Ashcroft’s Off-Leash Dog Park (OLDP) select committee made a public presentation of their findings on May 3, with two dozen community members coming out to hear the rationale behind, and proposed site of, an OLDP in the Village. Comments made during the question-and-answer session at the end made it plain that many of those in attendance were not in favour of a multi-use park that would see a dog park share space with other users, such as soccer players.
The committee—made up of Councillors Helen Kormendy and Alf Trill, Selina Collins, Monty Downs, and Kitty Murray—gave a PowerPoint presentation noting previous efforts to establish an OLDP in Ashcroft and pointing out that many communities, including Clinton and Logan Lake, now have them, and that Cache Creek is investigating the possibility of establishing one.
The benefits of an OLDP were listed, including the ways in which they build community and connections; the good experience and safe environment they provide for dogs; and the community benefits, such as the promotion of responsible dog ownership and a lessening of the abuse of other areas when a designated OLDP is provided.
The challenges of an OLDP were also noted. These included the effective management of dog waste, safety concerns that would need addressing, noise management, and increased maintenance and enforcement.
Requirements for an OLDP would include a fenced enclosure; an irrigated and maintained lawn area; garbage facilities; benches; and signage explaining operating conditions and user requirements.
Councillor Wayne Marchant of Clinton, who was instrumental in having an OLDP built in that community, talked about how they got funding to turn a brownfield into a dog park and the facilities they have there, as well as items they would like to add. Speaking with The Journal after the meeting, he noted that the Clinton OLDP is well-used by residents and visitors alike, even in winter when there is two feet of snow on the ground.
Dr. Ross Dickinson, veterinarian at the Cache Creek Veterinary Hospital, talked about diseases and the need for dogs using an OLDP to have all their appropriate shots. He also talked about how to identify a potentially vicious dog, and it was pointed out during the meeting that OLDPs have a zero tolerance for vicious dogs.
Four sites were identified by the committee as possible locations for an OLDP. The first was the large gravel area at the south end of Railway Avenue across from the cemetery, which is owned by the Village. While it is suitably sized and easily accessible by a large number of seniors, it would be a costly site to develop and has the potential for other uses.
A portion of the Interior Health property behind the ambulance station and Thompson View Lodge and Manor is large enough to support an OLDP, has the support of the management of the adjacent apartment building, and is close to seniors’ and multi-family housing. Drawbacks include the cost of development and the need for off-street parking.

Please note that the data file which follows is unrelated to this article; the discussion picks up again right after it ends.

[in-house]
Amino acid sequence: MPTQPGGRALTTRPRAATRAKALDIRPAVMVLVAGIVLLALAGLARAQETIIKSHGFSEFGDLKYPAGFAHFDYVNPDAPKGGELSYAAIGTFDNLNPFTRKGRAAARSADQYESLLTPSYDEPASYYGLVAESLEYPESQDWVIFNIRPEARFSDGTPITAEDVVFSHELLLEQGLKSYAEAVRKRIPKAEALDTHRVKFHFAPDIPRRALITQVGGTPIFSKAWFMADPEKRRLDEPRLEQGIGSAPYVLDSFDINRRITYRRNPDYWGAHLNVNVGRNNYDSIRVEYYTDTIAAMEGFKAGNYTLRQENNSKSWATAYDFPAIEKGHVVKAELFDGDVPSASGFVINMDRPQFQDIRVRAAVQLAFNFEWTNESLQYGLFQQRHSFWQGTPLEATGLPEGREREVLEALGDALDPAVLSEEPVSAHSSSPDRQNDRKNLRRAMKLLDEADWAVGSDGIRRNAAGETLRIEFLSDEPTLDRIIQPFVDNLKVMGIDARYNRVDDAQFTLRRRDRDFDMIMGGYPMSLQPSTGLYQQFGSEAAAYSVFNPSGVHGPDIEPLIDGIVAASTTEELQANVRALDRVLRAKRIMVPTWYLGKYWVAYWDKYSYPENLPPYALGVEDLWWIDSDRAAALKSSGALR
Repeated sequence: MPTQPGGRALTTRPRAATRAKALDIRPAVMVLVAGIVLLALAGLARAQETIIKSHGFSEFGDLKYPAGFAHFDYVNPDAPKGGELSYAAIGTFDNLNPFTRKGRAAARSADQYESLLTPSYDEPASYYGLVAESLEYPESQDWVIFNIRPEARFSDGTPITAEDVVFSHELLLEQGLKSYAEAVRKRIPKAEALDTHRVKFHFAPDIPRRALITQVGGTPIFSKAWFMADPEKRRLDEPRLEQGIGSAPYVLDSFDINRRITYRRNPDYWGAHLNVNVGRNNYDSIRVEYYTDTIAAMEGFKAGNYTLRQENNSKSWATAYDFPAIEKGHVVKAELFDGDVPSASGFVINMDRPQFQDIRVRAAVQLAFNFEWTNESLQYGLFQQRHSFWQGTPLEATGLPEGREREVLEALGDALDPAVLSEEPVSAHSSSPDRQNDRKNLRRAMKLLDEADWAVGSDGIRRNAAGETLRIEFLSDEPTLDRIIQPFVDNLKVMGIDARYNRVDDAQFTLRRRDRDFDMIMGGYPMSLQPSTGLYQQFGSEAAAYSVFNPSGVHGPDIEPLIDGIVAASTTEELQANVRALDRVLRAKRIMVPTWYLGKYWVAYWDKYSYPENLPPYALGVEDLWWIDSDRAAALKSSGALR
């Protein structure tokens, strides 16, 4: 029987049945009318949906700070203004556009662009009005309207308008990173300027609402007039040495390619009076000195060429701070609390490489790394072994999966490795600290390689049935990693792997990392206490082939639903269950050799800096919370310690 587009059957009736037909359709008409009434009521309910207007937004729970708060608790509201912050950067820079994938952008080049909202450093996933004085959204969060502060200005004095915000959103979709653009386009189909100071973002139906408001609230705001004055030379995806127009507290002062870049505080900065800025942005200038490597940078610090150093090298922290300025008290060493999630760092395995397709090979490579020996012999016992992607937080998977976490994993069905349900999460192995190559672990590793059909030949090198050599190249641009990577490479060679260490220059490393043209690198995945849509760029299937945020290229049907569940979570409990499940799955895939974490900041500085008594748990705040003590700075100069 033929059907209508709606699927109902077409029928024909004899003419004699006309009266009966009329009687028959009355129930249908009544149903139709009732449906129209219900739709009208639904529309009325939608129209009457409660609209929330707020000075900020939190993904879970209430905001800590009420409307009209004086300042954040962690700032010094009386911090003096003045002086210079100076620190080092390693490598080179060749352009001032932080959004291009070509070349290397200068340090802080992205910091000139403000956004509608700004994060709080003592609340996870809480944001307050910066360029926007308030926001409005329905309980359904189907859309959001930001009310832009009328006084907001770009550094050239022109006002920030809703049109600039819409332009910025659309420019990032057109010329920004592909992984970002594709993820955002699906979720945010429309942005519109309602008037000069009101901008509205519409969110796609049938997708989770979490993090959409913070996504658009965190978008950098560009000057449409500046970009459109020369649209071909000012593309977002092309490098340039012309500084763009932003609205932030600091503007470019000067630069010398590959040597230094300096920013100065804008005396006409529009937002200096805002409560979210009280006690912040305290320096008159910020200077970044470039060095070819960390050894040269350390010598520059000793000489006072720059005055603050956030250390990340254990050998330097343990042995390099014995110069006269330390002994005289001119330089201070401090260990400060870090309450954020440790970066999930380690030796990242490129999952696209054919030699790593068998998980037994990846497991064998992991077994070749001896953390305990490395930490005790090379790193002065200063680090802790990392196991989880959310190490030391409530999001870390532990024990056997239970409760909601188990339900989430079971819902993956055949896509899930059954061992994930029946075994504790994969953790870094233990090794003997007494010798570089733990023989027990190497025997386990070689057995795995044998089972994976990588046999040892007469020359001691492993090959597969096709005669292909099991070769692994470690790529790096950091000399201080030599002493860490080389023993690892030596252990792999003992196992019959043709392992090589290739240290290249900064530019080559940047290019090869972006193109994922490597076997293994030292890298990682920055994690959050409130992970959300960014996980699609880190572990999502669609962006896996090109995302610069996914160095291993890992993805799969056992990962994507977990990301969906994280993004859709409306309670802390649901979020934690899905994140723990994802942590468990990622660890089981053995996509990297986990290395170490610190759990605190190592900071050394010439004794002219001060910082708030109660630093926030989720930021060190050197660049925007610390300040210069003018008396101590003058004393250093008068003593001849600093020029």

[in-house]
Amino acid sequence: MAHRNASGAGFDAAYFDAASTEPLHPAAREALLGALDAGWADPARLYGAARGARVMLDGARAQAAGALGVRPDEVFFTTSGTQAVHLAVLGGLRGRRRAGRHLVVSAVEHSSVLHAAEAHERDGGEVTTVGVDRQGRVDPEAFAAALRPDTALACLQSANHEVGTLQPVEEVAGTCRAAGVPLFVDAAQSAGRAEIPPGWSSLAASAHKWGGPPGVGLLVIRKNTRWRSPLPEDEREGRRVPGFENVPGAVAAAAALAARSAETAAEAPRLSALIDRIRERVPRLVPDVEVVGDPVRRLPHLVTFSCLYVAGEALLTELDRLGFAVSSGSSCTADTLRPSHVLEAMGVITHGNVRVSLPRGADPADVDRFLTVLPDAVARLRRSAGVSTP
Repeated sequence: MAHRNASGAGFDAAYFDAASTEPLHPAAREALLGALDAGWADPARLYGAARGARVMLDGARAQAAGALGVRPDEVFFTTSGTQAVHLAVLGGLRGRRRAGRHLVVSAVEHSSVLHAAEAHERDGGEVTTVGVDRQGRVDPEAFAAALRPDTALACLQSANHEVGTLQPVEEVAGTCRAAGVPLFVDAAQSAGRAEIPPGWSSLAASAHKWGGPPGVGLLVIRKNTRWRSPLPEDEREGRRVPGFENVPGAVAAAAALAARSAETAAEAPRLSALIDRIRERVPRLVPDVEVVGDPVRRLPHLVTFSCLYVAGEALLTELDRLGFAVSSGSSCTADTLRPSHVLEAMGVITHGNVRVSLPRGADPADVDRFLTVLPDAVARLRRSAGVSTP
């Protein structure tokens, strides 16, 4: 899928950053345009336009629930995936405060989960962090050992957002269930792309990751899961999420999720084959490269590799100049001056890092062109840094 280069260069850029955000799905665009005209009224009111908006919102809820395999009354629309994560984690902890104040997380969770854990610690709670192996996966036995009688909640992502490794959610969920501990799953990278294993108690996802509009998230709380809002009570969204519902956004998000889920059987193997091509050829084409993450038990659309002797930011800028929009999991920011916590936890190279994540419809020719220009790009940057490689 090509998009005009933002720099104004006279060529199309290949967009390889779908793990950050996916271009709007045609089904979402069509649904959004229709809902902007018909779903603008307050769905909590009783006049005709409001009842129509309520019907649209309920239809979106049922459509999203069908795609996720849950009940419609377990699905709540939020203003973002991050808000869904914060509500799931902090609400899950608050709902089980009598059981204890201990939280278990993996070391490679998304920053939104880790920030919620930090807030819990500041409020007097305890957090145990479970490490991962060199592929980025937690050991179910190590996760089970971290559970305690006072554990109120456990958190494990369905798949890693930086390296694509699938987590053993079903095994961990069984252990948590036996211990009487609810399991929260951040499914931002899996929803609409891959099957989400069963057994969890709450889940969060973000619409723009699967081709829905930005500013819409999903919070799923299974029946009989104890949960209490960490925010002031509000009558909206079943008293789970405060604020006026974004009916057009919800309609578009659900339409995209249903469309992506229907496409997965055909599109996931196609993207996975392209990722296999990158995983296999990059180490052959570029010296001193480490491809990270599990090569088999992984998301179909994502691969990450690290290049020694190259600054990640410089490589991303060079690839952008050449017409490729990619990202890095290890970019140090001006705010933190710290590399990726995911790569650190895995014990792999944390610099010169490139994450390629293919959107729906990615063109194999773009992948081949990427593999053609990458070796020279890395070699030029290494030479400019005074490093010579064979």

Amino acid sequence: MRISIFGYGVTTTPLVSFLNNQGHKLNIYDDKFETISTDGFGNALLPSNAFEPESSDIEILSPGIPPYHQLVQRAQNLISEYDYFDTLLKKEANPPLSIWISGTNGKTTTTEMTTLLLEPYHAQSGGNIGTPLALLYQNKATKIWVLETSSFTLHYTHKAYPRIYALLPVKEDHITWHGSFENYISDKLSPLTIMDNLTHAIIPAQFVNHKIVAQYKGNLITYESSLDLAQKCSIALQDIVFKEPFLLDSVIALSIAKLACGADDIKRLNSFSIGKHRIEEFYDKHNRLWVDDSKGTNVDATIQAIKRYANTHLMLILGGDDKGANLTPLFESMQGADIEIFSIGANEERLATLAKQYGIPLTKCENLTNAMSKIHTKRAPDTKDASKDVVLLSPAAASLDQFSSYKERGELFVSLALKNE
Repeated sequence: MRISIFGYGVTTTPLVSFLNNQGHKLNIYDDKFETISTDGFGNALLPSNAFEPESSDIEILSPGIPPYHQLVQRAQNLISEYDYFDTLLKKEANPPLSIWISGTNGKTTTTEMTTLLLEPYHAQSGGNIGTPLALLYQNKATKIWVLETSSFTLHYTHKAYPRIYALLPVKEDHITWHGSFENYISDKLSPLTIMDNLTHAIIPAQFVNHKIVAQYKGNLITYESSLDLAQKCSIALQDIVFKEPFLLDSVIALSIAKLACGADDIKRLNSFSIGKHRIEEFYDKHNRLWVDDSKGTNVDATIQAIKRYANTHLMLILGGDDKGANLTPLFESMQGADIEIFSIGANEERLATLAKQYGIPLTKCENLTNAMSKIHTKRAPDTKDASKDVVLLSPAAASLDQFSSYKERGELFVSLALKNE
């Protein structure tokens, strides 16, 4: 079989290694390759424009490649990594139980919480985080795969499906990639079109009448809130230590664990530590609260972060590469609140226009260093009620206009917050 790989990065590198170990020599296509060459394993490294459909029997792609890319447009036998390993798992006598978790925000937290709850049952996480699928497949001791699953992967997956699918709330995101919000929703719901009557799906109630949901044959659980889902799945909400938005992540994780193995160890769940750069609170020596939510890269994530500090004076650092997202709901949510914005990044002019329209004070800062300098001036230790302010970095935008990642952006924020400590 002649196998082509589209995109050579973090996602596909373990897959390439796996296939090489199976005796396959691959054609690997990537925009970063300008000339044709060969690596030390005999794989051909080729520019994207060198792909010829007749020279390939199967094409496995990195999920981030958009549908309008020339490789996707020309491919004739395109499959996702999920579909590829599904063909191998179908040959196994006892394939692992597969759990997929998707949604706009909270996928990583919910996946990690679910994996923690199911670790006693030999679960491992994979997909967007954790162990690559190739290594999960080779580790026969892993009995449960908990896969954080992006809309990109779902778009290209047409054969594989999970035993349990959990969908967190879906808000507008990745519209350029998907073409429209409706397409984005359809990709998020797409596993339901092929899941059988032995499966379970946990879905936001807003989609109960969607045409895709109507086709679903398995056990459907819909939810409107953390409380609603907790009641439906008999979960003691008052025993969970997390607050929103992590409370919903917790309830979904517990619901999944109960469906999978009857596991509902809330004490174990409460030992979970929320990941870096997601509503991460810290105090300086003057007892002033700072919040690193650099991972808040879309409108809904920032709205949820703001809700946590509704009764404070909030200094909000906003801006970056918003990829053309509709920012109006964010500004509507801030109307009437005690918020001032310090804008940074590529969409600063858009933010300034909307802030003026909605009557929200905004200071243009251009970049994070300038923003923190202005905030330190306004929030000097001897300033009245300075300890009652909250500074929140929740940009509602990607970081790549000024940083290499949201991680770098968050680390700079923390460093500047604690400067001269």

The playing field at the Ashcroft HUB has the support of the lessee of the property, who would be willing to accommodate the proposed OLDP. Many of the necessary features—such as fencing and irrigated lawns—already exist on the site, and a dog park could probably be operational there within a year.
The HUB does not have long-term agreement for the use of the site, and an OLDP would have to share the field with minor soccer and any other activities that the HUB might attract, meaning the dog park would have to be closed when other uses were scheduled.
The final site proposed was the north end of the lower pool park terrace. As with the HUB site, many facilities needed for an OLDP already exist there, it could be operational quickly, could possibly be managed and budgeted for as part of the Village’s parks and recreation program, and would make better use of an existing facility.
However, it was also noted that current users—such as the South Cariboo Minor Soccer Association—would have to accept the site’s use as an OLDP when they are not using it.
From the tenor of the questions and comments from the public it was clear that a multi-use park at either the HUB or the pool park terrace was not popular with some people. There were numerous comments about the potential for dog feces at the sites, which are both used extensively by children.
There were also questions about potential noise and odours from an OLDP, with Val Freestone noting that dogs in dog parks tend not to bark; it’s dogs kept in houses and backyards that do. It was also noted that unlike unauthorized places where people walk their dogs off-leash—such as the dunes on the Mesa—dog park users are self-policing, eliminating the feces problem.
Kormendy said that the purpose of the meeting was to provide and receive information. When asked about the next step in the process, she said that the select standing committee would present its findings, and possibly a recommendation, to council, hopefully in May 2018, for council to decide how—or if—to proceed with plans for an off-leash dog park.